EECE5639 Project 2 Image Mosaicing Solved

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The purpose of this project is to find corner features in multiple images and to align the images
in a mosaic by estimating a homography between corresponding features.

1. Overview:

In this project you will apply a Harris corner detector to find corners in two images, automatically find corresponding features, estimate a homography between the two images, and
warp one image into the coordinate system of the second one to produce a mosaic containing
the union of all pixels in the two images.

2. Project Requirements:

(a) Write a program to implement the above ideas. Sample images to test your program
will be available in Canvas. The basic outline of your program should be as follows:
i. Read in two images. (Note: if the images are large, you may want to reduce their
size to keep running time reasonable! Document in your report the scale factor you

ii. Apply Harris corner detector to both images: compute Harris R function over the
image, and then do non-maimum suppression to get a sparse set of corner features.
iii. Find correspondences between the two images: given two set of corners from the
two images, compute normalized cross correlation (NCC) of image patches centered
at each corner. (Note that this will be O(n
) process.) Choose potential corner
matches by finding pair of corners (one from each image) such that they have the
highest NCC value. You may also set a threshold to keep only matches that have a
large NCC score.
iv. Estimate the homography using the above correspondences. Note that these correspondences are likely to have many errors (outliers). That is ok: you should use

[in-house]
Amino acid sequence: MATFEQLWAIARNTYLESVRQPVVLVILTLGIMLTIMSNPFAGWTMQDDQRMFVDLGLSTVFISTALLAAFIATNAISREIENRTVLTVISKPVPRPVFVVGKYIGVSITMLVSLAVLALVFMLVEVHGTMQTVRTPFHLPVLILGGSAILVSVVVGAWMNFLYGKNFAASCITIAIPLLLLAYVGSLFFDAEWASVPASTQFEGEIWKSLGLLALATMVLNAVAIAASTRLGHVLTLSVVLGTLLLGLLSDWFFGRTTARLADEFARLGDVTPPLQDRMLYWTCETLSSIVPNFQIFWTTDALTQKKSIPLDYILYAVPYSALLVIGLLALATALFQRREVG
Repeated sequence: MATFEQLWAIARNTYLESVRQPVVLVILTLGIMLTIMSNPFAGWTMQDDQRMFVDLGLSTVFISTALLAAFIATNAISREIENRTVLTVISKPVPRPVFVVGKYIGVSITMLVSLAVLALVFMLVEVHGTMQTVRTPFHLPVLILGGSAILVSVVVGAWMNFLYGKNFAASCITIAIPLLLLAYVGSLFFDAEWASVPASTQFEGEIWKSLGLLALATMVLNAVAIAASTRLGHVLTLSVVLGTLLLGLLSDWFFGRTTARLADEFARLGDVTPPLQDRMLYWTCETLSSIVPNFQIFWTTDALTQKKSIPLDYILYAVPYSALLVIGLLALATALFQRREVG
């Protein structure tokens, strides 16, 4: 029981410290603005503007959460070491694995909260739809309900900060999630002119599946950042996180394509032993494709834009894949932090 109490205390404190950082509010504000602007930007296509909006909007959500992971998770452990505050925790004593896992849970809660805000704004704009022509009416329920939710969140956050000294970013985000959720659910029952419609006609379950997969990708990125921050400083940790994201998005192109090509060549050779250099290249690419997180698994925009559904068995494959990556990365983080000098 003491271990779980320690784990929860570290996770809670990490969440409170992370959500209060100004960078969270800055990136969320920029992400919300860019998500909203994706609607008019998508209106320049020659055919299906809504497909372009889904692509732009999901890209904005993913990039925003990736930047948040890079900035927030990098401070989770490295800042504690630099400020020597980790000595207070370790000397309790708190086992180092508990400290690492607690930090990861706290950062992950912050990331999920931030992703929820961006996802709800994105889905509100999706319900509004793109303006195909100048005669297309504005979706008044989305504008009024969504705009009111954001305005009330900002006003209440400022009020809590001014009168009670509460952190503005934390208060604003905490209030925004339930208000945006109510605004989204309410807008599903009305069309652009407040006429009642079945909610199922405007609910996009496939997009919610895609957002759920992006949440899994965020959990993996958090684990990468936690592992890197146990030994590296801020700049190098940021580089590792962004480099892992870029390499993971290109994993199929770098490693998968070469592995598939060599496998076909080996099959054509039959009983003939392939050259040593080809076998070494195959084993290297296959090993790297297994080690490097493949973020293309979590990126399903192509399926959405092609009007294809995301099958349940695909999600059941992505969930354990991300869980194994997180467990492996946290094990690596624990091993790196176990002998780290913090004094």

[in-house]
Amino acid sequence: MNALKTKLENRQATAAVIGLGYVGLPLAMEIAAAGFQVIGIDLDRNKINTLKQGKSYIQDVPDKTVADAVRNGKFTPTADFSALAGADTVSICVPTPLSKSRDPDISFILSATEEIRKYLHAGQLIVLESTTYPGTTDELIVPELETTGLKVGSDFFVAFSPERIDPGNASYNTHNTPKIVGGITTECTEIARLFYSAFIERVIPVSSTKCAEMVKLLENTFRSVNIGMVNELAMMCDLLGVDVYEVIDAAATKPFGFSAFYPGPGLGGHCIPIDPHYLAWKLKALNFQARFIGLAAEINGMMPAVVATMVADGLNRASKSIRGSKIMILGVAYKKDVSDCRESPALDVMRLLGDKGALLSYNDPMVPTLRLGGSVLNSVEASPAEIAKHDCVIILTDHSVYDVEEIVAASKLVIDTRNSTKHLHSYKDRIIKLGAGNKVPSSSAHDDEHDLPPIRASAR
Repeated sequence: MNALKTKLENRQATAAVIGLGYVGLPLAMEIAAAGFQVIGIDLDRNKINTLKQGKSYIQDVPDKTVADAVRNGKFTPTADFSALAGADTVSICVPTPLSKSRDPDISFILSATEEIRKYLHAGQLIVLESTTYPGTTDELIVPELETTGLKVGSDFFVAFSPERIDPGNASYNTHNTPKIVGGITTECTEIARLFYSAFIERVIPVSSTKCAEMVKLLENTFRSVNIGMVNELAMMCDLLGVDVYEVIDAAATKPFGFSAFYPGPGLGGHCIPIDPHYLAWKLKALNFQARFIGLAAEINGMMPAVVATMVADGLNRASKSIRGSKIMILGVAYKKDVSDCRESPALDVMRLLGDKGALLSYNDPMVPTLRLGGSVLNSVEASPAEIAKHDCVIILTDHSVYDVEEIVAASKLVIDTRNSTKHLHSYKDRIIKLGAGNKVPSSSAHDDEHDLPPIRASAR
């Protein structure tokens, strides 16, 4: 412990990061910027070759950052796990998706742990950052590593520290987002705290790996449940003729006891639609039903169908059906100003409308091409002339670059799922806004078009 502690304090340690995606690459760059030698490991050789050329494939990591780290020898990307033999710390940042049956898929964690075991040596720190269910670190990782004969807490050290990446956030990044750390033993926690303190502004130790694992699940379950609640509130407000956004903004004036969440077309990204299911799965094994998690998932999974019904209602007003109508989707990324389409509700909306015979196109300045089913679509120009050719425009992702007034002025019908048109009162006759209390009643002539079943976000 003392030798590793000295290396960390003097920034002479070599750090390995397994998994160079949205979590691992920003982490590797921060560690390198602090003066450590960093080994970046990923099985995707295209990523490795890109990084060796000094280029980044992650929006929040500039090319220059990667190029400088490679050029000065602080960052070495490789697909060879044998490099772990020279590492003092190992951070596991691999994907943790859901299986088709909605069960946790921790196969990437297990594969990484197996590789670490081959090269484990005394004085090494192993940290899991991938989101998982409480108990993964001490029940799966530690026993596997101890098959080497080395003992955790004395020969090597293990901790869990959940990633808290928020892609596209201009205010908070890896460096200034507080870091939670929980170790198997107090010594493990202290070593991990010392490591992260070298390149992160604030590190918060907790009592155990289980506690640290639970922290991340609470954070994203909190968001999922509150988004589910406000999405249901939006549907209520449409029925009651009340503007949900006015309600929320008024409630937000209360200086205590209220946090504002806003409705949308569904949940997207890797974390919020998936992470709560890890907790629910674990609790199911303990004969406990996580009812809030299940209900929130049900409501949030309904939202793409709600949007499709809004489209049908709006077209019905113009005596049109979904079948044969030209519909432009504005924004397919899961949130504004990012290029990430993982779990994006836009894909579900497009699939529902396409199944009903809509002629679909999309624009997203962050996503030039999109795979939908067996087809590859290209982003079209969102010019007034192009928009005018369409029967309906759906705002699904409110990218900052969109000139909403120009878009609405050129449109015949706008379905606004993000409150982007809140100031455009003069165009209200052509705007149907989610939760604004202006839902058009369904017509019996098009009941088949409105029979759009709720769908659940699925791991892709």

RANSAC to robustly estimate the homography from the noisy correspondences:

A. Repeatedly sample minimal number of points needed to estimate a homography
(4 pts in this case).
B. Compute a homography from these four points.
C. Map all points using the homagraphy and comparing distances between predicted and observed locations to determine the number of inliers.
D. At the end, compute a least-squares homgraphy from ALL the inliers in the
largest set of inliers.
v. Warp one image onto the other one, blending overlapping pixels together to create
a single image that shows the union of all pixels from both input images. You can
choose which of the images to warp. The steps are as follows:
A. Determine how big to make the final output image so that it contains the union
of all pixels in the two images.

B. Copy the image that does not have to be warped into the appropriate location
in the output.
C. Warp the other image into the output image based on the estimated homography
(or its inverse). You can use matlab functions if you want or write your own
warping function.
D. Use any of the blending schemes we will discuss in class to blend pixels in the
area of overlap between both images.

(b) Write a report. The report should include:
i. Abstract, description of algorithms, experiments, values of parameters used, observations and conclusions.
ii. A FLOWCHART, input and output images.
iii. An image showing potential corner feature location matches between the two images.
An example of how to show them is given in the figure below.
iv. An appendix with your source code

Extra Credit Warp one image into a “frame” region in the second image. To do this, let the
points from the one view be the corners of the image you want to insert in the frame and let the
corresponding points in the second view be the clicked points of the frame (rectangle) into which
the first image should be warped (Look at Matlab’s ginput function for an easy way to collect
mouse clicks). Use this idea to replace one surface in an image with a picture of your pet or project
a drawing from one image onto the street in another image, or paste a powerpoint slide on a movie
screen, etc … Be creative! Send me your result by email so I can share it with the rest of the class.
(a) (b)
Figure 1: (a) Corresponding matches with outliers; (b) after they are cleaned and (c) the final